Super 8 (2011)

(nb: Thanks Brother Marky for making me watch this)

Super 8 Poster 2

“Super 8” is director J.J. Abrams’s loving tribute to Stephen Spielberg’s films of childhood wonder, films like “E.T. The Extraterrestrial,” “Close Encounters of The Third Kind,” and “The Goonies.” It’s sort of fitting that Spielberg produced his own homage.

In Lillian, Ohio, a group of middle-school kids are working on a film to enter in the Cleveland International Super 8 Film Festival. The group has a Spielbergian/Stephen Kingesque mix of non-cool kids: the chubby one is the filmmaker. There’s also the smart geek, the spaz, and the misunderstood quiet kid. Naturally, they need to bring in another person to flesh-out their troupe: the girl.

One night, they sneak out at midnight to film down by the train station. The Girl—Elle Fanning—proves that despite her being from the wrong side of town, she can really act. Lo, and behold, they spy a train coming, and hustle to get the shot reset. They shoot as the train rushes by. There’s a crash and the train derails. What happens then—how the group bands together to save each other amidst a chaos of weird happenings, the scary military, and people gone missing—is as much fun as Spielberg in his prime. Maybe even more fun.

Among the grown-ups, Kyle Chandler stands out as Deputy Jackson Lamb, a good man trying to deal with being newly widowed. His son is “misunderstood quiet kid” Joe Lamb (Joel Courtney, in a wonderfully understated performance), and we are—of course—ultimately left with the sense that the two will bond and survive their shared loss.

The special effects are pretty awesome in “Super 8.” A lot of the scenes reminded me of “Close Encounters,” where Richard Dreyfus’s power truck died at a railway crossing, the stop sign vibrated back and forth, radios changing stations, etc. Good stuff.

“Super 8” filled me with nostalgia. The movie is set in 1979, and I was about the same age as the characters. I remember Blondie’s “Heart of Glass” and—ye gods—“My Sharona” playing on the radio. It was a simpler, easier time. In a few decades, today’s thirteen-year-olds will no doubt have a film looking back on their halcyon youth in innocent 2013.

I hope theirs is as much fun as “Super 8” was for me.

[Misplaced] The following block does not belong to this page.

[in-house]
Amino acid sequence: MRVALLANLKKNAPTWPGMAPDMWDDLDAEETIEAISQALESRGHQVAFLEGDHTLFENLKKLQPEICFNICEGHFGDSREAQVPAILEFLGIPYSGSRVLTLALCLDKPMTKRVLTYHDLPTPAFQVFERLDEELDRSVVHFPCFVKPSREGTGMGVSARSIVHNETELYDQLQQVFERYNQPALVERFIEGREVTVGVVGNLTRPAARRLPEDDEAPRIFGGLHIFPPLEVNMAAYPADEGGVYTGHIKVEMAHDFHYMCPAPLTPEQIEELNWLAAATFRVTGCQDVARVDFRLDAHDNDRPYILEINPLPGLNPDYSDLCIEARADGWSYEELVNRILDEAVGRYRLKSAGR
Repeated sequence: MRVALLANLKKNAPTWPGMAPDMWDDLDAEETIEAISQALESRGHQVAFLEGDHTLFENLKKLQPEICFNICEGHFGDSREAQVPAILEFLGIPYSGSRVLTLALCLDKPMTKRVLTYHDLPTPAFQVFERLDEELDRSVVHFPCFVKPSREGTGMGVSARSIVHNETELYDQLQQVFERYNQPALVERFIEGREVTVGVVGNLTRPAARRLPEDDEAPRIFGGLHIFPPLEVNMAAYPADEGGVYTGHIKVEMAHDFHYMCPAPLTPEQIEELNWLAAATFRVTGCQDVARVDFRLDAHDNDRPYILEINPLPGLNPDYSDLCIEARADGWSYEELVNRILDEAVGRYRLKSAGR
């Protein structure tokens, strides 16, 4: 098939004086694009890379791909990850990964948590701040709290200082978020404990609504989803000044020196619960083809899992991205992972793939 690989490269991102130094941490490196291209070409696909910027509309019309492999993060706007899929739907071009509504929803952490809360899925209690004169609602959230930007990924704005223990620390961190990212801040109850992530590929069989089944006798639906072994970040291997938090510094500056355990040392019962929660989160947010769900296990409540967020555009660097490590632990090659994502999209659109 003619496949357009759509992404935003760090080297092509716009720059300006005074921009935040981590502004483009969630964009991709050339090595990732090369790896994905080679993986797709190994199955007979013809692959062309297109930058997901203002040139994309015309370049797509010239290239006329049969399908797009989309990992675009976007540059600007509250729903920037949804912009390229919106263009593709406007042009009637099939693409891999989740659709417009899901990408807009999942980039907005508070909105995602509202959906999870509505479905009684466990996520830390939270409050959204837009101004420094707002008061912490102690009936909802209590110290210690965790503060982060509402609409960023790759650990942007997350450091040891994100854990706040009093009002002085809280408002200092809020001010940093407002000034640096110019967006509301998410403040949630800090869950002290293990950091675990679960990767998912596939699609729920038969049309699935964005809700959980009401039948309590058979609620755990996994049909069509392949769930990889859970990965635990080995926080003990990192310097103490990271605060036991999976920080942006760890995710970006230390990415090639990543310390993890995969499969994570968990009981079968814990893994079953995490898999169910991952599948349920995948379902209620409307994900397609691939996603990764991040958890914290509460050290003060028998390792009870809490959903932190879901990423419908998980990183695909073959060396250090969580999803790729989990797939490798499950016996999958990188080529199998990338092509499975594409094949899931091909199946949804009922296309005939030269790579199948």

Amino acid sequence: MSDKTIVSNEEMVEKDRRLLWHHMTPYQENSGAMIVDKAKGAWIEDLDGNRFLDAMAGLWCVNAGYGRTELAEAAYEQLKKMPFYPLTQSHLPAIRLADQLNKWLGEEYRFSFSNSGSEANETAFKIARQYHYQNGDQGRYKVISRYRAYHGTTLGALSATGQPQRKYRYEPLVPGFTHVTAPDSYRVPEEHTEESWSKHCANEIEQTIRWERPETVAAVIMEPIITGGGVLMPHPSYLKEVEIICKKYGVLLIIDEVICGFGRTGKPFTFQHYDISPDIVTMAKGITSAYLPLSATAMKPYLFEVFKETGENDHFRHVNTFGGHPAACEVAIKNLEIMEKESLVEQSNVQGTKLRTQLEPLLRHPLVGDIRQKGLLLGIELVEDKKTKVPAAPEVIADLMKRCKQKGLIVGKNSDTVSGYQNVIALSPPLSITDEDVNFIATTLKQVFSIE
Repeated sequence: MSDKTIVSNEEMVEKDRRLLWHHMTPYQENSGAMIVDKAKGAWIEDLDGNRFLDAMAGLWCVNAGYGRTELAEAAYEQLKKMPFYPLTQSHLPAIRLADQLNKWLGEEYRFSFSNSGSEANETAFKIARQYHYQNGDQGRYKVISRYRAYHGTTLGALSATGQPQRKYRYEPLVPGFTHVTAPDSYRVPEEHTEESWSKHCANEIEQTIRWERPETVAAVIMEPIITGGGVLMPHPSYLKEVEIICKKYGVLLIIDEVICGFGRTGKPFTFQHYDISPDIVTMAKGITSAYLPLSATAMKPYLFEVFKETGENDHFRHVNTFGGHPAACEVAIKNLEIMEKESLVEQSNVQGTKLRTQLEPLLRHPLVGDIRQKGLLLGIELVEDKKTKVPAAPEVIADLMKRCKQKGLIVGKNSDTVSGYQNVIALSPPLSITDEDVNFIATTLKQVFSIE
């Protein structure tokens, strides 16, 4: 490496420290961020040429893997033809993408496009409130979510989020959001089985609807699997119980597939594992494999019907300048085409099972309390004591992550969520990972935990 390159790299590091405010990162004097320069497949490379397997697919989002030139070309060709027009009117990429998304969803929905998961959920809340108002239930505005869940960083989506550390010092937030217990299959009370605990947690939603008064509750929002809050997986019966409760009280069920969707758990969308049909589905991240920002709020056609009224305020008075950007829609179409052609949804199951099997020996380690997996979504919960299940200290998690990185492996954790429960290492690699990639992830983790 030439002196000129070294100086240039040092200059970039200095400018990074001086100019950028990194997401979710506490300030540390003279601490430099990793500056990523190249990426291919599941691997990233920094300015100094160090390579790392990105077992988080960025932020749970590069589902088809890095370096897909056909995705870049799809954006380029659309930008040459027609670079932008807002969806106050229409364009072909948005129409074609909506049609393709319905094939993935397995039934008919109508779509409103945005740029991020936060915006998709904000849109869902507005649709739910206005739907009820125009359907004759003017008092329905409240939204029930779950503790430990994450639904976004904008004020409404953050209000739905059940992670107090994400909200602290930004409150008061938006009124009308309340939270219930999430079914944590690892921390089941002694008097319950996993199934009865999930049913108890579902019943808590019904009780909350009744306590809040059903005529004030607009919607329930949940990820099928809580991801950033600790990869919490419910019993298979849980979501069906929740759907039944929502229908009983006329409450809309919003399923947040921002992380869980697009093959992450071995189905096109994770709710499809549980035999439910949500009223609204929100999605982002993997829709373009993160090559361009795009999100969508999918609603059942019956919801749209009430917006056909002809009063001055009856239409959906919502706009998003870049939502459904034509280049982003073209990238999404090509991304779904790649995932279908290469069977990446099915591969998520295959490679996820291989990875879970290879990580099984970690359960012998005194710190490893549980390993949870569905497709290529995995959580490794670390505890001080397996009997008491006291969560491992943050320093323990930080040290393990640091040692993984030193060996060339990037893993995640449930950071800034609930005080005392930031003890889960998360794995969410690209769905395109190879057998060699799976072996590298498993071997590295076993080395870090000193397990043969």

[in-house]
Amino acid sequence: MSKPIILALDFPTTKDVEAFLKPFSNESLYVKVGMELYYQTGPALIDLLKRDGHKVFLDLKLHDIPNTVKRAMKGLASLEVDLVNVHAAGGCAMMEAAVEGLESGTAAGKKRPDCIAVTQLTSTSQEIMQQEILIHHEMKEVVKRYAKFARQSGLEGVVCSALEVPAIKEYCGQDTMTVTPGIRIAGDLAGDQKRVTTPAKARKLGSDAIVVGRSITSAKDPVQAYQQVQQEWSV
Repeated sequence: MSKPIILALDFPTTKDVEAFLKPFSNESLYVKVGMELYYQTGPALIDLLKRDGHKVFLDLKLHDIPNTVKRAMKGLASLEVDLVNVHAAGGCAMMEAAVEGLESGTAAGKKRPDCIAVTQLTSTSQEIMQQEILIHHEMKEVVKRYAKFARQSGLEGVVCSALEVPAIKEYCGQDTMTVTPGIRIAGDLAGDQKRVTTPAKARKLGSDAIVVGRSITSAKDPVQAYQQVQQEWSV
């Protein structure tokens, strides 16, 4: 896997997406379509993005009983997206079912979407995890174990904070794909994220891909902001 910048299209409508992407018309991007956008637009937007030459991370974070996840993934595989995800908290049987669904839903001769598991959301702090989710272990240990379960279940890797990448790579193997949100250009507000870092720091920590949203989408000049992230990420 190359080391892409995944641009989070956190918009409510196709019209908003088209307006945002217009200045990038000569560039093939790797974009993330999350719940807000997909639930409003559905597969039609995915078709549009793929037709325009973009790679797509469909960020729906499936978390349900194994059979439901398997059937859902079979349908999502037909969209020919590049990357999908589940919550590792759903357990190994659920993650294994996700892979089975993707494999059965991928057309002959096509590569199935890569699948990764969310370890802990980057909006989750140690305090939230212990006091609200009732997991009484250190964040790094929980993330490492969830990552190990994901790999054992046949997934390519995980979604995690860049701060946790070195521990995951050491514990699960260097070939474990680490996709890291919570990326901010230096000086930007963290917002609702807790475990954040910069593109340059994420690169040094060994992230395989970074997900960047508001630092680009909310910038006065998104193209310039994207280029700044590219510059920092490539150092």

Grade: B+/A-

(Super 8 (2011), written and directed by JJ Abrams, produced by Abrams & Stephen Spielberg, et alia; Rated PG-13 for some creepy monstery violence, mild profanity, and a few battle scenes)


About tom

B.A. in Literature, Minor in Film Theory and Criticism, thus meaning all I’m trained is to write blog posts here. Neptune is my favorite planet–it vents methane into the solar system like my brother does. I think Chicken McNuggets look like Pennsylvania, Illinois, and Indiana. There are times when I’m medicated, which is why I wrote about McNuggets. Buy some today and tell me I’m wrong! Anyway, Beyond that: mammal, Floridian, biped.Good Night, and Good Luck. Besos, tom
This entry was posted in Coming of Age Film, Films, Science Fiction/Fantasy. Bookmark the permalink.

3 Responses to Super 8 (2011)

  1. stevebetz says:

    I really enjoyed this movie too — one of the rare ones we’ve seen in the theater! (

    I enjoyed the nostalgic feel and I liked the characters and story-telling. I thought the ending backed off into cliche-ville a little — as if Abrams was afraid to do something daring with it (I’ve felt this about his Star Trek movies too). But overall, I really liked it.


  2. tom says:

    You totally stole my review two years before I wrote it! 😉 It’s funny to me that we picked out the same things to discuss. As they say, great minds…

    I thought all the kids were really good–the chubby filmmaker was a natural–but the Joe Lamb kid and Elle Fanning were remarkable. It was his first role ever. Not a bad start, and she was only twelve. I’d have guessed older. Sweet chemistry.

    Now, let’s see whether you’ve caught the third in my “Straight Eights Film Festival.” (For your sake, I hope not (except for the really nice boobs (note: NOT Elle Fanning’s, which are still only like 14)))


  3. Lurkertype says:

    We also paid to see this in the theater and felt it worth it. Since we get to maybe 3 movies a year, TOPS, that tells you how I feel.

    Now I’m just wondering why we don’t have it on shiny plastic disc. To the Wish List!


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